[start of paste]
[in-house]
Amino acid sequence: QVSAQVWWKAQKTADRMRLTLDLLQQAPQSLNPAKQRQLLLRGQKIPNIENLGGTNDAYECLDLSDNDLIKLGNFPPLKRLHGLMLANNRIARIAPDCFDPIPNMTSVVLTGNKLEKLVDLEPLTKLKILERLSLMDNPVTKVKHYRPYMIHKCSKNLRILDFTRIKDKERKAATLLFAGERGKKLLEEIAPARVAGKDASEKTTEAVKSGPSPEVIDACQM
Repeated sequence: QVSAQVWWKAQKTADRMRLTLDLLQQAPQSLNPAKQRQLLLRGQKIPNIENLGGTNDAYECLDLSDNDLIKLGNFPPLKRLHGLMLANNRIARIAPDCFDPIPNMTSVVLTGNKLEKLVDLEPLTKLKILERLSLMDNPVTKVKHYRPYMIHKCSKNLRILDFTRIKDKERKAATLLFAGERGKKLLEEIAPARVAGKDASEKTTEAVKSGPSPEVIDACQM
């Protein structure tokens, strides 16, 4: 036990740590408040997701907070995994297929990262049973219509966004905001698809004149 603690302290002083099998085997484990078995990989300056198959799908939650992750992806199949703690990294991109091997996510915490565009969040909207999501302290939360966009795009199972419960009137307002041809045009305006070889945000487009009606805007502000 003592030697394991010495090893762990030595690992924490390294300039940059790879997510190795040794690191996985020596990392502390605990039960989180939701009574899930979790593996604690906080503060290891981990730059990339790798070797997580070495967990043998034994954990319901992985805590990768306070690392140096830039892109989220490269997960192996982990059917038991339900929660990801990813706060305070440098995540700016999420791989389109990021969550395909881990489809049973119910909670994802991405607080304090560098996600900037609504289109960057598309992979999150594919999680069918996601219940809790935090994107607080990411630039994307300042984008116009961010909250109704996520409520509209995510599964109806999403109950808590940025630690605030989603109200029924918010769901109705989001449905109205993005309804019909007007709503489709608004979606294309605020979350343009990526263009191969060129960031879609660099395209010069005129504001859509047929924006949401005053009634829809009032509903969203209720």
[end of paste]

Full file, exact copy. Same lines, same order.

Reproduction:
[in-house]
Amino acid sequence: QVSAQVWWKAQKTADRMRLTLDLLQQAPQSLNPAKQRQLLLRGQKIPNIENLGGTNDAYECLDLSDNDLIKLGNFPPLKRLHGLMLANNRIARIAPDCFDPIPNMTSVVLTGNKLEKLVDLEPLTKLKILERLSLMDNPVTKVKHYRPYMIHKCSKNLRILDFTRIKDKERKAATLLFAGERGKKLLEEIAPARVAGKDASEKTTEAVKSGPSPEVIDACQM
Repeated sequence: QVSAQVWWKAQKTADRMRLTLDLLQQAPQSLNPAKQRQLLLRGQKIPNIENLGGTNDAYECLDLSDNDLIKLGNFPPLKRLHGLMLANNRIARIAPDCFDPIPNMTSVVLTGNKLEKLVDLEPLTKLKILERLSLMDNPVTKVKHYRPYMIHKCSKNLRILDFTRIKDKERKAATLLFAGERGKKLLEEIAPARVAGKDASEKTTEAVKSGPSPEVIDACQM
């Protein structure tokens, strides 16, 4: 036990740590408040997701907070995994297929990262049973219509966004905001698809004149 603690302290002083099998085997484990078995990989300056198959799908939650992750992806199949703690990294991109091997996510915490565009969040909207999501302290939360966009795009199972419960009137307002041809045009305006070889945000487009009606805007502000 003592030697394991010495090893762990030595690992924490390294300039940059790879997510190795040794690191996985020596990392502390605990039960989180939701009574899930979790593996604690906080503060290891981990730059990339790798070797997580070495967990043998034994954990319901992985805590990768306070690392140096830039892109989220490269997960192996982990059917038991339900929660990801990813706060305070440098995540700016999420791989389109990021969550395909881990489809049973119910909670994802991405607080304090560098996600900037609504289109960057598309992979999150594919999680069918996601219940809790935090994107607080990411630039994307300042984008116009961010909250109704996520409520509209995510599964109806999403109950808590940025630690605030989603109200029924918010769901109705989001449905109205993005309804019909007007709503489709608004979606294309605020979350343009990526263009191969060129960031879609660099395209010069005129504001859509047929924006949401005053009634829809009032509903969203209720």